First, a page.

There's nothing like an occasional class of randori to bring certain issues to light that would be good to work on.
We did a little light randori in judo this morning, mostly just trading throws, rotating partners with every bell (which I believe lasts about 3 minutes). When we were done, I asked everybody what their thoughts were, what went well, what didn't go so well, etc.
A handful of issues came up, which is natural, and it should prove amble fodder for future classes. One thing that I thought might be worth mentioning here was the problem of controlling escalating frustrations. We've all been there, where something isn't working, the guy's not going down, so we get stronger, faster and more desperate.
So how can you deal with that in your practice? The temptation is usually to stop, to quit, to just go sit down until you cool off. Like you're punishing yourself. "How could I loose control like that? I know better than that!" are the kinds of things that echo loudest in our head, while thoughts of "I'm a bad judo player, I suck," are often the less noticeable, though utterly damaging, undertones.
That's a downward spiral, a negative creating a negative. (This goes back to the yin and yang principle I mentioned a while ago). The balance, the yin to the yang, is to learn how to take a negative situation, negative energy and turn it into something positive.
Well, I've come across a few ways, but I welcome comments from anyone who's has other ideas.
Let yourself get thrown.
Sounds silly to suddenly turn into a doormat, almost as bad as giving up. But you haven't given up, you're still in there. Notice I didn't say jump for the other guy; keep your balance, your posture, and don't fall if he doesn't get it (I'm not saying resist, but keep moving). Take plenty of falls from good throws. For one thing, you're learning those throws from the inside out, learning what works and what doesn't, and for another thing, it will give you a chance to calm down while still being in the game.
I think of those old cowboy movies where the bad guy points his gun at someone's feet, says, "Dance!" and starts shooting, making the other person jump up and down to avoid getting hit. Sometimes the "strength and speed" monster rears it's ugly head when we get fixated one one single throw. So just start shooting, try one throw after the other after another, bang bang bang. You don't care if they don't work, you're moving on to the next one.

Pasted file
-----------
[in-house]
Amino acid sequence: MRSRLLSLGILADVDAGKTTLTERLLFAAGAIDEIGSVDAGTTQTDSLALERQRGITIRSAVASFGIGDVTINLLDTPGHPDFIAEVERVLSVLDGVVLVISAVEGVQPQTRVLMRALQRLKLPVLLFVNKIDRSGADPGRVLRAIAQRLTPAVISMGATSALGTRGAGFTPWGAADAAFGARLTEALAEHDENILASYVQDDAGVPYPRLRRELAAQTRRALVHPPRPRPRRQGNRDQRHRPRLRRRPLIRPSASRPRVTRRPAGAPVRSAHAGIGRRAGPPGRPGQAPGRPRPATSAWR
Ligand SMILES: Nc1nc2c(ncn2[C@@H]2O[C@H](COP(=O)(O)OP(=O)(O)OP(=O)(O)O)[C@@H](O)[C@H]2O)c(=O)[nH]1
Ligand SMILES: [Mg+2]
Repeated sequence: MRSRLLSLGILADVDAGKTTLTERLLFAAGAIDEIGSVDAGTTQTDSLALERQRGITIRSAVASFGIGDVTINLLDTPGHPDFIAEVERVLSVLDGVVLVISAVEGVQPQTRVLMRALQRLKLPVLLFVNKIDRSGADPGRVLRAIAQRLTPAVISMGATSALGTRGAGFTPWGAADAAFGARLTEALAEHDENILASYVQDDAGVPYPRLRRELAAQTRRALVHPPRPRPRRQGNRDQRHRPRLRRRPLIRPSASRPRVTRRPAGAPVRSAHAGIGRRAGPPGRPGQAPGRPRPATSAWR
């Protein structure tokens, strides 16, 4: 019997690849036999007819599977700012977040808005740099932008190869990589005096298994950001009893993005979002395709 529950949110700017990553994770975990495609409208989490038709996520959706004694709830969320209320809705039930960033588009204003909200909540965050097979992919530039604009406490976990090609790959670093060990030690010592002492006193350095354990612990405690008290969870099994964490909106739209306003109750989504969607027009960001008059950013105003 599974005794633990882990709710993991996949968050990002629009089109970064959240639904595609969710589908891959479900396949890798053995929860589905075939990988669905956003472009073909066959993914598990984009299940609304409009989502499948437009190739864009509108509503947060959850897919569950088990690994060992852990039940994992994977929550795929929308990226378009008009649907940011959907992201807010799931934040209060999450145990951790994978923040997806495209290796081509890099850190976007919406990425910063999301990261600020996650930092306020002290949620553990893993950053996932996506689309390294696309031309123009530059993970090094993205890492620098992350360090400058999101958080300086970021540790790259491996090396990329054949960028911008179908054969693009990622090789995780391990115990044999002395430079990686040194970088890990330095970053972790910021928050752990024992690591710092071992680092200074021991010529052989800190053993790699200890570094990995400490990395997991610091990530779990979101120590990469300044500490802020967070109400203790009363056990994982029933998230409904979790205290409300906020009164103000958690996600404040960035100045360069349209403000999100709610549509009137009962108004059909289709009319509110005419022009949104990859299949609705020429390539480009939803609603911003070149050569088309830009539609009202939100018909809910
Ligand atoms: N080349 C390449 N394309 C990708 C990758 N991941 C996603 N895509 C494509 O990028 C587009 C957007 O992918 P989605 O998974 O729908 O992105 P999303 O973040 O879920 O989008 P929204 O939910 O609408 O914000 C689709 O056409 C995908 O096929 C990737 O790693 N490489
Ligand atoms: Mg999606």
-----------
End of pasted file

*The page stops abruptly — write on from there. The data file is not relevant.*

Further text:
Yes, you may very well get thrown in the process. But you may also get a throw after about 3 or 4 or 5 shots (it's hard for uke to keep up). We need to be good at flowing from one thing to another anyway, this is just an extreme form of it to shake you out of the power game.
Open up your palms.
Many times, having a grip on the other guy's gi can make using strength very tempting. Try opening your palm, fingers and thumb all tucked together like a sloth and use them like hooks: behind elbows, necks, lats, etc. Shift your hands around. This is more or less how you'd have to operate if you faced someone without a gi anyway, so it's not a bad thing to practice anyway. For me, releasing the grip goes a long way to relaxing the rest of me.
Slow way down.
Pretend you're in one of those movie scenes where the camera has slowed way down while the hero does something dramatic. Be that guy. Move ridiculously slow, but keep moving. Funny thing is, this has a way of fooling the other guy into lowering his defenses. When he doesn't feel speed and power, he doesn't suspect anything dangerous is happening and you can walk right into a throw. It will also make sure you're getting all the pieces.
Focus on just the kuzushi.
Don't even worry about throwing. Don't even worry about fitting in. Just play with different ways to cause off balance and that's it. Maybe after a while, add the tsukuri, but leave the gake or throw out of it. If they fall down, fine, but if you just get their balance, hurray!
. . . . . . .
The important thing is learning to turn your frustration into something positive and beneficial, without giving into it and without beating ourselves up about it.
What about you? What helps you control the "speed and power" monster?
I'm a student and instructor at Windsong Dojo in Oklahoma City, OK, where we study a non-competitive style of Tomiki Aikido, as well as Kodokan Judo, and Seitei Jodo. I've been studying budo for 19 years, and I hope to study many more. Welcome!